Factsheet: Swiss People’s Party (Schweizerische Volkspartei, SVP)

Published on 22 Dec 2020

IMPACT: The Swiss People’s Party (SVP) is Switzerland’s leading far-right political party, established in 1971. Currently, the SVP is the strongest faction in the Nationalrat, the National Council. It is also part of the Federal Council, Switzerland’s executive branch. The SVP was the catalyst behind the minaret ban in 2009 and has also launched other anti-Muslim campaigns to ban the face-veil. SVP politicians are internationally connected with other anti-Muslim movements and figures, including writer Udo Ulfkotte and Renaud Camus. 

The Swiss People’s Party (Schweizerische Volkspartei, SVP), based in multilingual Switzerland, is also known under the names Partida Populara Svizra (PPS) in Romansh, Democratic Union of the Centre (Union démocratique du centre, UDC) in French, and Unione Democratica di Centro (UDC) in Italian. SVP was founded in 1971 after a merger of three parties and has since pursued conservative social and economic policies. The policies include lower taxes and reduced spending, as well as the protection of Swiss agriculture and industry. SVP also opposed Swiss membership in the United Nations and the European Union. The party is especially strong in the German-speaking cantons (states). 

From 1959 to 2003, both the Agrarian Party and its successor, SVP, had one seat on the Federal Council, Switzerland’s seven-member executive branch. Following the adoption of an anti-immigration agenda in the 1990s, SVP succeeded in winning the largest vote share and the second greatest number of seats in the lower house of the parliament in 1999. In 2003, SVP was awarded an additional seat on the Federal Council. In 2008, a split of the party resulted in the formation of the Conservative Democratic Party (German: Bürgerlich-Demokratische Partei, BDP) by moderates. After a slight decrease in voter support, SVP again became the majority in 2019, winning 53 seats.

SVP’s shift to the far-right is credited to Christoph Blocher, who “developed a eurosceptic and anti-immigration agenda that has shaken up the cozy post-war consensual system prevailing in neutral Switzerland,” and has become “the dominant force in national politics.” According to political historian Damir Skenderovic, Blocher served as the de facto leader of the SVP and the party’s symbol. Blocher is a former member of the Swiss Federal Council (2004–2007) and also served as vice president of his party until March 2018. When Steve Bannon was invited to the Swiss capital city of Zürich by Roger Köppel, editor-in-chief of Swiss conservative magazine Die Weltwoche, Bannon praised Blocher and called “Doctor Blocher” a “Trump before there was a Trump.”

Politicians of SVP argue that Islam is not a religion, but a fascist ideology. Although Muslims made up a small minority—almost 6.1 percent of Switzerland’s 2016 population—SVP’s platform has been explicitly anti-Muslim. According to the party’s program from 2015–2019, “Tolerance and openness are also part of our Christian heritage. However, this should not prevent us from critically appraising certain developments. […] Radicalisation and isolation trends are problems that should not be underestimated. In our country, too, there are individuals and groups who sympathise with a radical Islam. At the same time, Islamic communities are raising their voices and calling for recognition as legal entities under public law or training for their spiritual leaders at our universities. These challenges and the demand for special legal treatment should not be naively accepted without criticism.”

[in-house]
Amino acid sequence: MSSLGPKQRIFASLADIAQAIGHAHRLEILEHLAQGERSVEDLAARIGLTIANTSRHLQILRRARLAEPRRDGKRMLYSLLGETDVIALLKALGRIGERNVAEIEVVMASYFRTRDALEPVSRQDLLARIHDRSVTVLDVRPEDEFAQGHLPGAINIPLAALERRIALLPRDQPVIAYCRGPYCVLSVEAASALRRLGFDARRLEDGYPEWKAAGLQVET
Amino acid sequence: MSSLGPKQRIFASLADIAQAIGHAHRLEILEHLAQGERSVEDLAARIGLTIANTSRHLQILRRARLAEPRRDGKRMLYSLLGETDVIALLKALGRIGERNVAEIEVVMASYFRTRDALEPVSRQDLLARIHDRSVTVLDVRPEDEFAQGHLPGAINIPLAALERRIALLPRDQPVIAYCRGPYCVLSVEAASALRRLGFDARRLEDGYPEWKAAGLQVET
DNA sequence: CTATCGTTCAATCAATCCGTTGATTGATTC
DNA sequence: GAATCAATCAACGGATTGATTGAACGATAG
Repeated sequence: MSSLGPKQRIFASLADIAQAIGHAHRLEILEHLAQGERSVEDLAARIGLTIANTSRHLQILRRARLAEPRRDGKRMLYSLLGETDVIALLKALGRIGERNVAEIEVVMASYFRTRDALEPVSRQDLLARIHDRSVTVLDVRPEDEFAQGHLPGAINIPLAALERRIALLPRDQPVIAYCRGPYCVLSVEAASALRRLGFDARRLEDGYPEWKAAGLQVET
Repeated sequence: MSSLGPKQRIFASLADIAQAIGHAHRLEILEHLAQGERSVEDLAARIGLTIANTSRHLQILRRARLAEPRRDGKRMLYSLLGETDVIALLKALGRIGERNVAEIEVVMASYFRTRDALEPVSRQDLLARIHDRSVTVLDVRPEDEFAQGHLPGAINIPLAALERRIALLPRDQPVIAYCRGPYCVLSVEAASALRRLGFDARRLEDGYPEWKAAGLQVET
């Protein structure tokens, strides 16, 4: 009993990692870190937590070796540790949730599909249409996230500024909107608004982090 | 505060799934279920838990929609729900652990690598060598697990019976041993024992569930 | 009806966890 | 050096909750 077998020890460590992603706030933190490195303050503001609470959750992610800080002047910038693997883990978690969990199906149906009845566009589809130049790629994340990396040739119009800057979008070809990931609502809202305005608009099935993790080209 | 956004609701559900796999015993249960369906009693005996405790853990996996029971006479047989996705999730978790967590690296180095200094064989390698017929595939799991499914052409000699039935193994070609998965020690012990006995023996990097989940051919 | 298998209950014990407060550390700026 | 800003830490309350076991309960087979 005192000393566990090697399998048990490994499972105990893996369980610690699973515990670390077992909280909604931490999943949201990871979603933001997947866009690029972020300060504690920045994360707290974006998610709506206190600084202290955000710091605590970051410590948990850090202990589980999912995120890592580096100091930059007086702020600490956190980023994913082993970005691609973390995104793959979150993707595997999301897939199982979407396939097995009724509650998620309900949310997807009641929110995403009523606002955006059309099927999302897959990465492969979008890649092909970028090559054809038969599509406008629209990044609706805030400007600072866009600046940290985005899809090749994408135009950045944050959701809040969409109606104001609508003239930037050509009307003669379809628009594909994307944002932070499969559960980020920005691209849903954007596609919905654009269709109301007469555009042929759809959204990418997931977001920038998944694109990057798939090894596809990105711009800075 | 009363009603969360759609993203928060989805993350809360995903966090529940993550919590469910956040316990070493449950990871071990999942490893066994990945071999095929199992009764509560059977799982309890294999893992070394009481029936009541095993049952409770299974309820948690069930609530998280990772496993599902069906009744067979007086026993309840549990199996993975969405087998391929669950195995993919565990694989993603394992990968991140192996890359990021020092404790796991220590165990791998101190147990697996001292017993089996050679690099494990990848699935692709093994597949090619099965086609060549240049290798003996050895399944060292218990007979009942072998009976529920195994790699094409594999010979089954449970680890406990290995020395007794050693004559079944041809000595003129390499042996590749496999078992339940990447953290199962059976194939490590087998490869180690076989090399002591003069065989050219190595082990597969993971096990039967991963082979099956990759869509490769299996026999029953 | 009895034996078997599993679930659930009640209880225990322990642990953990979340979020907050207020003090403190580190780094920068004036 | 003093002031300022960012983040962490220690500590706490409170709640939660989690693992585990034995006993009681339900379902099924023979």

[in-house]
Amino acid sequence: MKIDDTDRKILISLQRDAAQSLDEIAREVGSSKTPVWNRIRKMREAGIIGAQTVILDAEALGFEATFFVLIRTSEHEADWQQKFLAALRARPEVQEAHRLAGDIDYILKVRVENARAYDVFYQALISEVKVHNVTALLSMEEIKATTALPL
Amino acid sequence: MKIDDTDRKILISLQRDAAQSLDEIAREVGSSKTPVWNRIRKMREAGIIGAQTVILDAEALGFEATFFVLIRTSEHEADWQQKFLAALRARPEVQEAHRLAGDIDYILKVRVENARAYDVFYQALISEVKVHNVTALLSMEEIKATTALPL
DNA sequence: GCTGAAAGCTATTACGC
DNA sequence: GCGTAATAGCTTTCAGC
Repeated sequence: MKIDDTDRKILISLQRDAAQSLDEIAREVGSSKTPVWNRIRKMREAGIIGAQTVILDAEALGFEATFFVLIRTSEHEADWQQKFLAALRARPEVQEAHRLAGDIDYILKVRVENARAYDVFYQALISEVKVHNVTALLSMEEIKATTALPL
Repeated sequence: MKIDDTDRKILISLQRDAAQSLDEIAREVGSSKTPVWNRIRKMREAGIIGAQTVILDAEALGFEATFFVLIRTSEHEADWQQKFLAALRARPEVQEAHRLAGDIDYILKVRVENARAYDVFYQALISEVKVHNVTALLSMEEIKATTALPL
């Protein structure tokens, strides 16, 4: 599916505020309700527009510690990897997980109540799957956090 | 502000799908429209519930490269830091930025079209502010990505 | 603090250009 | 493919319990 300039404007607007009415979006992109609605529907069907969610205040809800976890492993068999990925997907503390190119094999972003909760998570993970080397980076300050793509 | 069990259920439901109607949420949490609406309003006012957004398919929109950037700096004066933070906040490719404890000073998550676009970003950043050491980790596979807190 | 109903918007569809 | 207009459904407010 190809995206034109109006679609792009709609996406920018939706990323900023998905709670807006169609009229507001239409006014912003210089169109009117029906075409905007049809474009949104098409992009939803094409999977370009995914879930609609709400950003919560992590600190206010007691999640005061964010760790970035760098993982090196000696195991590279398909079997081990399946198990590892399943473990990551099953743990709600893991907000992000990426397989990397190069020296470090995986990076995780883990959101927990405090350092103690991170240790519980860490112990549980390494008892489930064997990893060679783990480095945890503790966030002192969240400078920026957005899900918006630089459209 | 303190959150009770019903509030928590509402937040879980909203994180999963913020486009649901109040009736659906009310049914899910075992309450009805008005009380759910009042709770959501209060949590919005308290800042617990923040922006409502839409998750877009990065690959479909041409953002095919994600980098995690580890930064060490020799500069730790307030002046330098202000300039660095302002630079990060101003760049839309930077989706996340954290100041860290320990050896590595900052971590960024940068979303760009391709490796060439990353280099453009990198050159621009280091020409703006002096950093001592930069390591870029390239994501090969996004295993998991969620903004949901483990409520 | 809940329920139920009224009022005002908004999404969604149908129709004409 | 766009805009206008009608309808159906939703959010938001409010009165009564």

In a section titled “Insisting on the rules,” the platform says: “Just as we adapt to the rules of Islamic states when we are guests there, we must systematically insist on the upholding of our laws here. Parallel societies with their own legal systems cannot be tolerated. Our legal order based on freedom must on no account give way to sharia law; our courts must not accept an Islamic cultural background as a reason for imposing a milder sentence. Toleration or even encouragement of practices such as forced marriages, honour killings, blood feuds, female circumcision, marriages involving minors or polygamy is totally unacceptable in our country. Our rule of law is duty-bound to call for the complete respect of our legal system by immigrants, too, and to avoid granting even what are seen as minor concessions.” 

The program further argues in detail: “Dispensations from swimming lessons, cancelling Christmas carols in kindergartens or special funeral arrangements are therefore unacceptable. Anyone who fails to support our free and democratic basic rights without reservation must not be granted Swiss citizenship.”

In November 2009, politicians from SVP and the Federal Democratic Union of Switzerland (Eidgenössisch-Demokratische Union, EDU) launched Egerkinger Committee, the infamous campaign for a minaret ban. A poster of the campaign portrayed minarets appearing to launch, like missiles, off the Swiss flag behind a woman wearing the niqab. The campaign succeeded in advocating for a constitutional amendment to ban the construction of new minarets, backed by 57.5 percent of the participating voters. Article 72 (3) now says: “The construction of minarets is prohibited.” Churches, all other political parties, as well as international organizations such as Human Rights Watch opposed the campaign and the United Nations demanded a reversal of this article.